The Walking Dead
Season One, Episode One: Days Gone Bye
Directed by Frank Darabont
It’s testament to how well Frank Darabont (The Shawshank Redemption, The Mist) has developed The Walking Dead from comic series to tv that it seems like a personal love letter to each and every single fan of the books.
It’s the sort of dream production that simply never happens and is something that this reviewer has spent years pining
The Walking Dead, written by Robert Kirkman (who serves as an Executive Producer here, occasional writer and even future director) is quite simply one of the finest comic book series currently running, if not the best. From the outside it may seem like merely yet another zombie apocalypse narrative, but where-as any of it’s genre competitors focus on gore, action, thrills and fast-paced set pieces to entertain; The Walking Dead takes a far more mature, slow-burning realistic approach, sucking you into it’s moralistically fascinating and complex characters as they try to find a safe haven to rebuild their society in. Watching them gradually having to incorporate laws, trials, and sentences in their day-to-day life is part of the books hook as they struggle to exist in a world without boundaries and it makes for deeply affecting and engrossing reading.
The tv series is packed full of plenty of recognizable faces from Sarah Wayne Callies (Prison Break), Jon Bernthal (The Pacific), Laurie Holden (The Mist), Jeffrey DeMunn (The Shawshank Redemption), Emma Bell (Frozen) and many more. But don’t get too attached to them as part of the brilliance of the books is how unpredictable each issue is – you never know who’s going to survive. That is, as long as the tv series follows suit.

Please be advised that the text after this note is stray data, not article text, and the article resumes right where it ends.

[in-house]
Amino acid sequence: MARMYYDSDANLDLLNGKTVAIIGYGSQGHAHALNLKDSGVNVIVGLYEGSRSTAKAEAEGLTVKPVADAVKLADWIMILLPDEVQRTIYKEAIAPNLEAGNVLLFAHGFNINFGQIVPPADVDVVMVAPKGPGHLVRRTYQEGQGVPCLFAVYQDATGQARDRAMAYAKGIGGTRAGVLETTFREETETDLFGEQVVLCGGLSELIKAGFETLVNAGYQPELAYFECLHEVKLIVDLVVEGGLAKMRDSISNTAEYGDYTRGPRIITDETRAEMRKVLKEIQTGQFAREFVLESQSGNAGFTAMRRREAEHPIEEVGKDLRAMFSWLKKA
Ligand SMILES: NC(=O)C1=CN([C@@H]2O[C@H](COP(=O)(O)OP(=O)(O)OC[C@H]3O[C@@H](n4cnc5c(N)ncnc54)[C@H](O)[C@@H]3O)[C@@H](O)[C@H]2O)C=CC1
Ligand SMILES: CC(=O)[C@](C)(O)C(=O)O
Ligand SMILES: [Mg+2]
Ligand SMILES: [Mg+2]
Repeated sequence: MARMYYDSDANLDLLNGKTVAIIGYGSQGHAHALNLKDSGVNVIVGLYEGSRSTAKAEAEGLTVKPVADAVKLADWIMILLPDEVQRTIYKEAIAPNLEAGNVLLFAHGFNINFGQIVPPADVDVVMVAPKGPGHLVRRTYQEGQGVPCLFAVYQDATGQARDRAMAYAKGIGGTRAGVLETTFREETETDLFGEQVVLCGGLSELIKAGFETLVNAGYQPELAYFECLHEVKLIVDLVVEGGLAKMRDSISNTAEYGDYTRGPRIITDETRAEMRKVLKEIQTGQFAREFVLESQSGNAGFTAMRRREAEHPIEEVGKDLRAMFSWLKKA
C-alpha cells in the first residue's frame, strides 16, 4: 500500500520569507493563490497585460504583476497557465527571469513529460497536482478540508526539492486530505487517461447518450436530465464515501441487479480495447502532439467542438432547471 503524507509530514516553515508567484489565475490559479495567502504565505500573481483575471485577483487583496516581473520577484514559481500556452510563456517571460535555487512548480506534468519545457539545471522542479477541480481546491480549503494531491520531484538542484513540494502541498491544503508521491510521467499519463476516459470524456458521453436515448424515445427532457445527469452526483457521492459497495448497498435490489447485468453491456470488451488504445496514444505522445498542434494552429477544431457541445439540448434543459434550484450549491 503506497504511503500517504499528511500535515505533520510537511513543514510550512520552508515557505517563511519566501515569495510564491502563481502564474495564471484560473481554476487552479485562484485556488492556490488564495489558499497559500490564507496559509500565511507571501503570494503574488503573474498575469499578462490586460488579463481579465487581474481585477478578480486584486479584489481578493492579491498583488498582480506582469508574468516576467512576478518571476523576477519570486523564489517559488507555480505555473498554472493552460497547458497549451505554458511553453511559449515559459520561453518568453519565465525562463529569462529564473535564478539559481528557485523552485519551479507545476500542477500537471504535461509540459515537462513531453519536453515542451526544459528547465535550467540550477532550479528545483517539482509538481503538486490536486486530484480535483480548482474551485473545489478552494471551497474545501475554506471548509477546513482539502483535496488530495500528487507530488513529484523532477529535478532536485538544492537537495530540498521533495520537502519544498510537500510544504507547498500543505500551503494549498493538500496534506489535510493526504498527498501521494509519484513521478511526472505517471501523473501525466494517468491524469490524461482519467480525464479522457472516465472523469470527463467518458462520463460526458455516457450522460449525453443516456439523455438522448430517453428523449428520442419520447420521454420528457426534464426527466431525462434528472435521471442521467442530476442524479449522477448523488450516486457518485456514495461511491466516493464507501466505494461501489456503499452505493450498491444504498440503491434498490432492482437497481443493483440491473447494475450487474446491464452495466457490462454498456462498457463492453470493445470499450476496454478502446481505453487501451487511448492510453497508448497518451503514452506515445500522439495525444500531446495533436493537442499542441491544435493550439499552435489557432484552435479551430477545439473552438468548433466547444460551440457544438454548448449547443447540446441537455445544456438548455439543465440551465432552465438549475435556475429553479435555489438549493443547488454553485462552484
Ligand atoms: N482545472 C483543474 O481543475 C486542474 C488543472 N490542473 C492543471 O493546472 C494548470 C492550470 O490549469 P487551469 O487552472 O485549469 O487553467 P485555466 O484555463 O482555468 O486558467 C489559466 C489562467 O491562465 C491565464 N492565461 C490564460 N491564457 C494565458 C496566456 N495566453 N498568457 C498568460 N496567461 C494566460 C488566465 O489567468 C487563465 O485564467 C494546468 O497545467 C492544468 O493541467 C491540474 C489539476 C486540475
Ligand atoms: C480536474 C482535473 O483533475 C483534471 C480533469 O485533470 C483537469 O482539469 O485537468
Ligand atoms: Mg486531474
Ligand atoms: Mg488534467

But early indications are positive as this debut episode, which only focuses on the first 36 pages or so of the initial
I don’t want to get into the specifics of events as to be honest it doesn’t really matter and would only serve to hinder your enjoyment for no real purpose or gain. The core events are very close or similar to any other number of zombie films / books / games that you may have experienced (the opening scene is essentially just a remake of 28 Days Later for instance). Rather it’s the way in which it’s all handled that is so unique and praise-worthy.
Whether you’re a horror fan or not; I really can’t recommend this enough.
– Al White.